happened to me once, that i unloaded the film and made a shortend, which i then brough to the lab, and left the latent negative in my fridge *blushes


I am in the mid to find out whether the shortend was sent to the lab. In the mean time I would like to find out whether the lab could detect it if at all the shortend was sent. I may be wrong as I understand that if the film is exposed in the take up spool of camera, the film is in winding A. Certainly the technician will detect it while rewinding the film before processing.
  • 0

#5 Stephen Williams

Stephen Williams
  • Sustaining Members
  • 4708 posts
  • Cinematographer
  • Europe

Posted 13 March 2006 - 01:13 PM

I am in the mid to find out whether the shortend was sent to the lab. In the mean time I would like to find out whether the lab could detect it if at all the shortend was sent. I may be wrong as I understand that if the film is exposed in the take up spool of camera, the film is in winding A. Certainly the technician will detect it while rewinding the film before processing.


Hi,

Some cameras wind A some cameras wind B, my own cameras wind both A & B, so labs are used to variations, with and without cores!

Stephen
  • 0

#6 Dominic Case

Dominic Case
  • Basic Members
  • PipPipPipPip
  • 1357 posts
  • Other
  • Sydney Australia

Posted 13 March 2006 - 04:50 PM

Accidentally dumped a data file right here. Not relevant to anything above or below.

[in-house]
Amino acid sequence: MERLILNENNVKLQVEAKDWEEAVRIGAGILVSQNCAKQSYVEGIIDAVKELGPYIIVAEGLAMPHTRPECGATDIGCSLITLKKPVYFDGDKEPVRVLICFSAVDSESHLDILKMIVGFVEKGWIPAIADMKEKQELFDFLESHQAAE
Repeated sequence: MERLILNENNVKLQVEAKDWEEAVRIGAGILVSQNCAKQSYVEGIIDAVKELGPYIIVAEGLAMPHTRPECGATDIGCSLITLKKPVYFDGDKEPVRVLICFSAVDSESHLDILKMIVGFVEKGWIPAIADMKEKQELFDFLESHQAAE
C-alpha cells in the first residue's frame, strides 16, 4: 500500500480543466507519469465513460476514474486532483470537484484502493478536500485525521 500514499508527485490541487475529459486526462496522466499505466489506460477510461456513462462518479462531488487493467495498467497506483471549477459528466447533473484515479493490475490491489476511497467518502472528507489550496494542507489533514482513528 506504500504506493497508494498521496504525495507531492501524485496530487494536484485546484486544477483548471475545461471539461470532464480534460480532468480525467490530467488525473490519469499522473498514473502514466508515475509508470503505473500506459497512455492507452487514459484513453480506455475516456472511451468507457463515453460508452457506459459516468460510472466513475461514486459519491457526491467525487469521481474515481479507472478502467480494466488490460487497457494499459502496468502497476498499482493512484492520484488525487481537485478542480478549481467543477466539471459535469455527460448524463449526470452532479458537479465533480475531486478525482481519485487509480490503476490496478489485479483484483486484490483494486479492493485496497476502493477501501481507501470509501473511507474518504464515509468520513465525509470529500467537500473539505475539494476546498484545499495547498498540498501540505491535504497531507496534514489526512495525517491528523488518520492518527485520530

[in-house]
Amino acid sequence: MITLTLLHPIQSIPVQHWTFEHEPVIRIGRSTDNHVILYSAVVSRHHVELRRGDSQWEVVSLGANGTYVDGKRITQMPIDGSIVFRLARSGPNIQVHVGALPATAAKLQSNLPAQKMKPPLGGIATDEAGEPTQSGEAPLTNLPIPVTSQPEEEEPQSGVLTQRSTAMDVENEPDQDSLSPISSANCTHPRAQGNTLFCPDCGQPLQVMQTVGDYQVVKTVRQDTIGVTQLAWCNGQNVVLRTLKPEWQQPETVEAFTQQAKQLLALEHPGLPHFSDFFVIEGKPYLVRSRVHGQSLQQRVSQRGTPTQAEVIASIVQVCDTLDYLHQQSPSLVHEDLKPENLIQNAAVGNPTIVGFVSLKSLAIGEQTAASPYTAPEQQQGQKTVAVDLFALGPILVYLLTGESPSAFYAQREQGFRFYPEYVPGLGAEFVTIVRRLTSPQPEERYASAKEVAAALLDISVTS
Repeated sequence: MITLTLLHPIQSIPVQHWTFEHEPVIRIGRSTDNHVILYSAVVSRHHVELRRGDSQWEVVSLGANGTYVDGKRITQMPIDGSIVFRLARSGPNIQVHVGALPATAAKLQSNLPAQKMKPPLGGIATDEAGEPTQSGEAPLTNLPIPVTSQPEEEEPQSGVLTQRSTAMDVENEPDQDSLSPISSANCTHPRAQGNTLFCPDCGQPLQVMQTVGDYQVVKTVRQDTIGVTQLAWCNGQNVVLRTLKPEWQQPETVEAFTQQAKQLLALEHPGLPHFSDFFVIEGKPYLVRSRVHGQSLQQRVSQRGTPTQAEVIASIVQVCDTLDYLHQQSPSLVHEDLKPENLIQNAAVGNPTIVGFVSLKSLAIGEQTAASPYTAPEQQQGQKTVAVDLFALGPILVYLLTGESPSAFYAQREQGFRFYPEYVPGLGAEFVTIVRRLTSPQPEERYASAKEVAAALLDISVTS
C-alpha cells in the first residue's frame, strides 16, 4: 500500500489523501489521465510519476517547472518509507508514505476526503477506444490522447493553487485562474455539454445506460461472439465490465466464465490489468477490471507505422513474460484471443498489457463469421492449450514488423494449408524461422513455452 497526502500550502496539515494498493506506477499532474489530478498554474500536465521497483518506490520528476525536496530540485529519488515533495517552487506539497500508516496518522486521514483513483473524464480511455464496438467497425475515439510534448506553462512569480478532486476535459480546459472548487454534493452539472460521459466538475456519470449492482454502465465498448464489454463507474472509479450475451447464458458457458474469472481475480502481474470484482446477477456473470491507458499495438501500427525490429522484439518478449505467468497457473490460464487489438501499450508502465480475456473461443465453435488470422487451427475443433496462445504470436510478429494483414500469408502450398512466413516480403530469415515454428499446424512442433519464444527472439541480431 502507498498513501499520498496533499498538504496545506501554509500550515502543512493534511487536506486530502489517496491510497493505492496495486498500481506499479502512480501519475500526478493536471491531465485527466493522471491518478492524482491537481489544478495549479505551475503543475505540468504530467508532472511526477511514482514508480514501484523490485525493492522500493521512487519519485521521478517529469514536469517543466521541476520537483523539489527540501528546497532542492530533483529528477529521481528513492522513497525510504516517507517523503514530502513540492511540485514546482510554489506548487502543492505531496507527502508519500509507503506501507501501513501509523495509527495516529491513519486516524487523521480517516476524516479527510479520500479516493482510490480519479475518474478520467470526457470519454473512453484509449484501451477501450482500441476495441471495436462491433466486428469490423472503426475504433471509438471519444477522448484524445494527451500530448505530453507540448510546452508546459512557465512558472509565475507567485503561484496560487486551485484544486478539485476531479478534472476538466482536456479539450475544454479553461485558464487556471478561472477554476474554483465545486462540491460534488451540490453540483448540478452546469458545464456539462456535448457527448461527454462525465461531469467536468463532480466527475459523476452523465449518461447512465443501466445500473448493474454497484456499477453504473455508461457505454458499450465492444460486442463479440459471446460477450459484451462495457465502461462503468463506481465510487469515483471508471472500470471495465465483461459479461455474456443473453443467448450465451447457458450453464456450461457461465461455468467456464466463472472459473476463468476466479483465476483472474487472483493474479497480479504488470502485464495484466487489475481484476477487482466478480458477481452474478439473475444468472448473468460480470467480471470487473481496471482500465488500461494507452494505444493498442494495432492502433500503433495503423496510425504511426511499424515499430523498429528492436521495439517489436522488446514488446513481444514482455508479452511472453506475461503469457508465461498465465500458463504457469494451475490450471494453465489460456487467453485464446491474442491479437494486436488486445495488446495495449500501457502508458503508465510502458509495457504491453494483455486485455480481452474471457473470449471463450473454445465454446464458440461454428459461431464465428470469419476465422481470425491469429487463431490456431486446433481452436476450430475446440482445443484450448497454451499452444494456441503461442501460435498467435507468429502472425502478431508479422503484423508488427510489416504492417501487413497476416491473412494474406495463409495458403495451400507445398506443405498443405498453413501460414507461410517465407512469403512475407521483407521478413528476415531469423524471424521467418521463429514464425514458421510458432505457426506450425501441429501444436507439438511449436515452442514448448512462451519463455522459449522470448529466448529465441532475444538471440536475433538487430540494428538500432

Certainly the technician will detect it while rewinding the film before processing.

Rewinding the film prior to processing is carried out in total darkness, and while the edges are checked for tears, the position of the perfs isn't something the technician will look for. It makes no difference to the lab which side the perfs are on: there are no sprockets on most processing machines. There's no reason to reject film that is in A-winding position not B: there could be many reasons for this.

What the lab does have to do, is to presume that the film you sent for processing is the film you want processed. You can't blame them for that.

If you check the 1/2 roll that you have left over, you can easily tell if it's been through the camera. That would settle the question more certainly than opinion and guesswork over the internet.
  • 0

#7 william koon

william koon
  • Basic Members
  • PipPip
  • 82 posts
  • Student

Posted 13 March 2006 - 06:33 PM